The tumultuous saga of spokesperson Michael Caputo at the Department of Health and Human Services reached an abrupt coda this week as he took a 60-day leave of absence following a bizarre mental breakdown in which he warned of violent insurrection should President Donald Trump fail to win re-election. But Caputo’s conduct at the department and subsequent meltdown are just part of a disturbing pattern by Trump appointees recently to keep the truth concealed from the public.
Caputo, a longtime Republican operative who has no medical background, accused government researchers of “sedition” for producing data that didn’t reflect well on Trump’s handling of the coronavirus pandemic. According to reporting first broken by Politico, Caputo demanded the right to edit the Centers for Disease Control’s Morbidity and Mortality Weekly Reports, provoking backlash from career scientists wary of Caputo’s heavy-handed political interference. He also attempted to block politically inconvenient CDC reports, such as one that cast doubt on the effectiveness of hydroxychloroquine, a sort of 21st century snake oil that Trump has touted as a miracle cure for COVID-19.
Caputo finally snapped on Monday in a Facebook Live rant, warning that “there are hit squads being trained all over this country” and that civil war will soon commence.
“And when Donald Trump refuses to stand down at the inauguration, the shooting will begin,” Caputo said. “If you carry guns, buy ammunition, ladies and gentlemen, because it’s going to be hard to get.” He added that his “mental health has failed,” and that “I don’t like being alone in Washington,” telling of “shadows on the ceiling in my apartment, there alone, shadows are so long.”
Putting Caputo on medical leave before he had the chance to hurt himself or others was a good move, and should serve as a cautionary tale for those who would follow Trump’s deranged conspiracy theories to their logical endpoint. But one has to question why Caputo was given the job in the first place. At a time when the U.S. is struggling to contain a deadly pandemic, Trump consciously decided that the American public couldn’t handle the truth.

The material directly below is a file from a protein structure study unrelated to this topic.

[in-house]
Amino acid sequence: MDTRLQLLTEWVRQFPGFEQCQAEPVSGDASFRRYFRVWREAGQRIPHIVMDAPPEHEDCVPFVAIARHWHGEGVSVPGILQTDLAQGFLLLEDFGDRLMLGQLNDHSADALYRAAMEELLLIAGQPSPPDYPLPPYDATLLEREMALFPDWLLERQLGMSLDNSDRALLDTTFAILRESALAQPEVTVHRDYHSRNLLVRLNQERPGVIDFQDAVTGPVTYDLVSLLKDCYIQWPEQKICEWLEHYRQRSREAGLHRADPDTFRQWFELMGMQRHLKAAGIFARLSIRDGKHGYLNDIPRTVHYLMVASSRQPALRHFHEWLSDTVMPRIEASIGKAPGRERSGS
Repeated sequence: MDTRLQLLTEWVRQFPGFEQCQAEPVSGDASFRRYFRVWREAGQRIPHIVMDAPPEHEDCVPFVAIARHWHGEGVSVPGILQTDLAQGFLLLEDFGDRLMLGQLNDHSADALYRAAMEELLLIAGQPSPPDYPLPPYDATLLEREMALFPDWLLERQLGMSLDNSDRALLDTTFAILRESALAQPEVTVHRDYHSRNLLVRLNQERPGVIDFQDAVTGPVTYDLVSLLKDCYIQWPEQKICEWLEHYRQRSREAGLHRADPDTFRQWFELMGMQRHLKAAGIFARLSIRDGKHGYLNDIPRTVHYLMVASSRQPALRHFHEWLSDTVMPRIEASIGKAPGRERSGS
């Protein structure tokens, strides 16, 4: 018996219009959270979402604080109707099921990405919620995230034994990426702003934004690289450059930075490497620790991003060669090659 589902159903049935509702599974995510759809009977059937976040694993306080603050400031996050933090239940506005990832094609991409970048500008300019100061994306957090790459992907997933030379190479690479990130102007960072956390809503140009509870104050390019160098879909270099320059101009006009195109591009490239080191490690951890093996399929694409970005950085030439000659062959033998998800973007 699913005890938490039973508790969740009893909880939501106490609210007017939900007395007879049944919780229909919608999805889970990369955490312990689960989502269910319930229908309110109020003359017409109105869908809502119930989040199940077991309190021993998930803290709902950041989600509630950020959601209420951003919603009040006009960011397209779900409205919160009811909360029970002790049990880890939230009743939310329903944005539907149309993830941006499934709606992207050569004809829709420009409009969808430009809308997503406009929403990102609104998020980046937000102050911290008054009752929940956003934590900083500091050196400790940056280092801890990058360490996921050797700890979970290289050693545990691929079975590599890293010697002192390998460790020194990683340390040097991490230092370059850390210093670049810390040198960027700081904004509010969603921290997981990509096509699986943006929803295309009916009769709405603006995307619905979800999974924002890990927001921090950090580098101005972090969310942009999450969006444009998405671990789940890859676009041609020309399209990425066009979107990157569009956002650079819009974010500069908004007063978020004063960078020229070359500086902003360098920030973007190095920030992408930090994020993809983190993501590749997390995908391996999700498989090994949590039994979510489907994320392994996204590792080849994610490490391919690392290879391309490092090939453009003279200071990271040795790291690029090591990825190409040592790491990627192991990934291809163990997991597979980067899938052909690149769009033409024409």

On Feb. 7, Trump told journalist Bob Woodward that the new coronavirus was “deadly stuff,” much deadlier than the common flu. But at a rally in South Carolina on Feb. 28, Trump dismissed the virus as “their new hoax.” But as the pandemic spiraled out of control and Trump’s re-election chances crumbled on account of his own negligence, Trump was at a crossroads: he could tell the public the truth it needed to hear, or he could try to spin his way out. Enter Caputo, whose resume includes work for such noted creeps as Roger Stone, Carl Paladino and Vladimir Putin, the latter of whom hired Caputo to work for Russian media giant Gazprom Media in an effort to burnish Putin’s image abroad during the early 2000s. More recently, Caputo was the author of “The Ukraine Hoax,” which argues that Trump’s impeachment for attempting to extort Ukraine’s president into a phony investigation to tarnish political rival Joe Biden was actually a vast Democratic conspiracy.
But Caputo’s dishonesty is part of a pattern in Trump’s administration. Brian Murphy, a Marine Corps veteran and Department of Homeland Security official, filed a complaint last week claiming that Trump appointees Chad Wolf and Ken Cuccinelli pressured him to revise intelligence reports that reflected poorly on Trump. Murphy says he was demoted after resisting efforts to downplay the threat posed by violent white supremacist groups by instead focusing on left-wing groups, and the threat of Russian interference in U.S. elections, which Wolf said “made the president look bad,” according to the complaint. Earlier this summer, Director of National Intelligence John Ratcliffe announced that Congress would no longer receive in-person briefings on election security. Ratcliffe was appointed by Trump earlier this year, in part because of his insistence that Russia’s 2016 election interference wasn’t intended to help Trump’s campaign.
Trump ran for president on a platform that claimed, among other things, that Washington politicians had been lying to the public and that Trump would tell the blunt truth. As he runs for re-election, it’s now obvious that this doesn’t count when that truth is politically inconvenient for him.